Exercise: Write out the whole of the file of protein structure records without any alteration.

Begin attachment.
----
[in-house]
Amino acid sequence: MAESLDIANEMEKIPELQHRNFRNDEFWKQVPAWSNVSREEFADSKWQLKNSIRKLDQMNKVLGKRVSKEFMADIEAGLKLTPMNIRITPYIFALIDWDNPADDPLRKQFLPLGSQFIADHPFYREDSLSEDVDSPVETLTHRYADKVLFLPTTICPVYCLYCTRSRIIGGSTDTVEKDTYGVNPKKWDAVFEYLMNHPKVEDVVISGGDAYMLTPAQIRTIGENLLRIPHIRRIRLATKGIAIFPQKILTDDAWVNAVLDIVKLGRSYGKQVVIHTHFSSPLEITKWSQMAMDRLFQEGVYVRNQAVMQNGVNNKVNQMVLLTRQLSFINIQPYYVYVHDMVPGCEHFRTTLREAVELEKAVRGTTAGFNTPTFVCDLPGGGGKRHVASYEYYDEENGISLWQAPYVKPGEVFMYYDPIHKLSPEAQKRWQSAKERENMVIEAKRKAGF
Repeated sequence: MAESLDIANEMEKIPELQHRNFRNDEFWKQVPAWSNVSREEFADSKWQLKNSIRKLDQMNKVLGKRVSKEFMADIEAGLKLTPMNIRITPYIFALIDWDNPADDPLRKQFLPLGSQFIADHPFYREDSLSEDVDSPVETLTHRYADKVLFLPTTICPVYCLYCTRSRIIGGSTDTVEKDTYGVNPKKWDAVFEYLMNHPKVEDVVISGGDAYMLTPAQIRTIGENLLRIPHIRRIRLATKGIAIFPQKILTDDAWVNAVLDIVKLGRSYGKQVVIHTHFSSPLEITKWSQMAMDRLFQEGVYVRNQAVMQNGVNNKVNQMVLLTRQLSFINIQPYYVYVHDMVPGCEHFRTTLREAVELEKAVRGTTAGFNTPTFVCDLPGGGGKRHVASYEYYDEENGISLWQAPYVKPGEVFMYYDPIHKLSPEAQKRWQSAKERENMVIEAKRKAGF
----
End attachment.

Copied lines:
[in-house]
Amino acid sequence: MAESLDIANEMEKIPELQHRNFRNDEFWKQVPAWSNVSREEFADSKWQLKNSIRKLDQMNKVLGKRVSKEFMADIEAGLKLTPMNIRITPYIFALIDWDNPADDPLRKQFLPLGSQFIADHPFYREDSLSEDVDSPVETLTHRYADKVLFLPTTICPVYCLYCTRSRIIGGSTDTVEKDTYGVNPKKWDAVFEYLMNHPKVEDVVISGGDAYMLTPAQIRTIGENLLRIPHIRRIRLATKGIAIFPQKILTDDAWVNAVLDIVKLGRSYGKQVVIHTHFSSPLEITKWSQMAMDRLFQEGVYVRNQAVMQNGVNNKVNQMVLLTRQLSFINIQPYYVYVHDMVPGCEHFRTTLREAVELEKAVRGTTAGFNTPTFVCDLPGGGGKRHVASYEYYDEENGISLWQAPYVKPGEVFMYYDPIHKLSPEAQKRWQSAKERENMVIEAKRKAGF
Repeated sequence: MAESLDIANEMEKIPELQHRNFRNDEFWKQVPAWSNVSREEFADSKWQLKNSIRKLDQMNKVLGKRVSKEFMADIEAGLKLTPMNIRITPYIFALIDWDNPADDPLRKQFLPLGSQFIADHPFYREDSLSEDVDSPVETLTHRYADKVLFLPTTICPVYCLYCTRSRIIGGSTDTVEKDTYGVNPKKWDAVFEYLMNHPKVEDVVISGGDAYMLTPAQIRTIGENLLRIPHIRRIRLATKGIAIFPQKILTDDAWVNAVLDIVKLGRSYGKQVVIHTHFSSPLEITKWSQMAMDRLFQEGVYVRNQAVMQNGVNNKVNQMVLLTRQLSFINIQPYYVYVHDMVPGCEHFRTTLREAVELEKAVRGTTAGFNTPTFVCDLPGGGGKRHVASYEYYDEENGISLWQAPYVKPGEVFMYYDPIHKLSPEAQKRWQSAKERENMVIEAKRKAGF